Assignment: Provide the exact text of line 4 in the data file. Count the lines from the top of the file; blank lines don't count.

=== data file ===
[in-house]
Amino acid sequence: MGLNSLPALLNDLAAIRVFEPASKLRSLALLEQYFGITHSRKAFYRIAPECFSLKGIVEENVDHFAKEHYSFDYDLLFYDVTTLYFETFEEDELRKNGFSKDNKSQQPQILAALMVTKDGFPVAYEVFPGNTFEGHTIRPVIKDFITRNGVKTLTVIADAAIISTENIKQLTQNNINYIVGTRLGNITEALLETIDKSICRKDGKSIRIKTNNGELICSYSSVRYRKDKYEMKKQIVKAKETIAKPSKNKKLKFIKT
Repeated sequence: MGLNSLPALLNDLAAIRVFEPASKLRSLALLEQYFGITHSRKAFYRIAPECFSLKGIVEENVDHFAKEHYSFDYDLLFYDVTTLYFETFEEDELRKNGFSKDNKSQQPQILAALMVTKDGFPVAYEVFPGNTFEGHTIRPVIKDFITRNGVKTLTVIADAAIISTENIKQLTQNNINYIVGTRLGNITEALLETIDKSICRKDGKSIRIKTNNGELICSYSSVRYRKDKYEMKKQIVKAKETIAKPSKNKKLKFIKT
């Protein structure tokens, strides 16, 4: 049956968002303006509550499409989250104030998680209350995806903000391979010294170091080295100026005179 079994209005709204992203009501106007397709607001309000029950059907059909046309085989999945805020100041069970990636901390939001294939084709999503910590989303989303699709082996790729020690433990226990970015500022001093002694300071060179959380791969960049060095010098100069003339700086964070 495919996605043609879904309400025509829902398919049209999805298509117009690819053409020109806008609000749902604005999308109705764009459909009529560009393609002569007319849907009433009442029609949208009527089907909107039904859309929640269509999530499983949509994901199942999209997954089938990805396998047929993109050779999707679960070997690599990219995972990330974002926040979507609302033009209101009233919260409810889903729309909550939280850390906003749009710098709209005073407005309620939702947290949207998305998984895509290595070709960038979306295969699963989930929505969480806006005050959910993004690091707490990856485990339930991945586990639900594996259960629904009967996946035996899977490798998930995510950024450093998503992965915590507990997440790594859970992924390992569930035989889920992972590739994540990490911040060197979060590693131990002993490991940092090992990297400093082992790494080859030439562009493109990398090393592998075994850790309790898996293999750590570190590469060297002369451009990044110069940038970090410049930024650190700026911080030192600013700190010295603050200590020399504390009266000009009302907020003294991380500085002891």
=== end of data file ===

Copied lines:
């Protein structure tokens, strides 16, 4: 049956968002303006509550499409989250104030998680209350995806903000391979010294170091080295100026005179 079994209005709204992203009501106007397709607001309000029950059907059909046309085989999945805020100041069970990636901390939001294939084709999503910590989303989303699709082996790729020690433990226990970015500022001093002694300071060179959380791969960049060095010098100069003339700086964070 495919996605043609879904309400025509829902398919049209999805298509117009690819053409020109806008609000749902604005999308109705764009459909009529560009393609002569007319849907009433009442029609949208009527089907909107039904859309929640269509999530499983949509994901199942999209997954089938990805396998047929993109050779999707679960070997690599990219995972990330974002926040979507609302033009209101009233919260409810889903729309909550939280850390906003749009710098709209005073407005309620939702947290949207998305998984895509290595070709960038979306295969699963989930929505969480806006005050959910993004690091707490990856485990339930991945586990639900594996259960629904009967996946035996899977490798998930995510950024450093998503992965915590507990997440790594859970992924390992569930035989889920992972590739994540990490911040060197979060590693131990002993490991940092090992990297400093082992790494080859030439562009493109990398090393592998075994850790309790898996293999750590570190590469060297002369451009990044110069940038970090410049930024650190700026911080030192600013700190010295603050200590020399504390009266000009009302907020003294991380500085002891």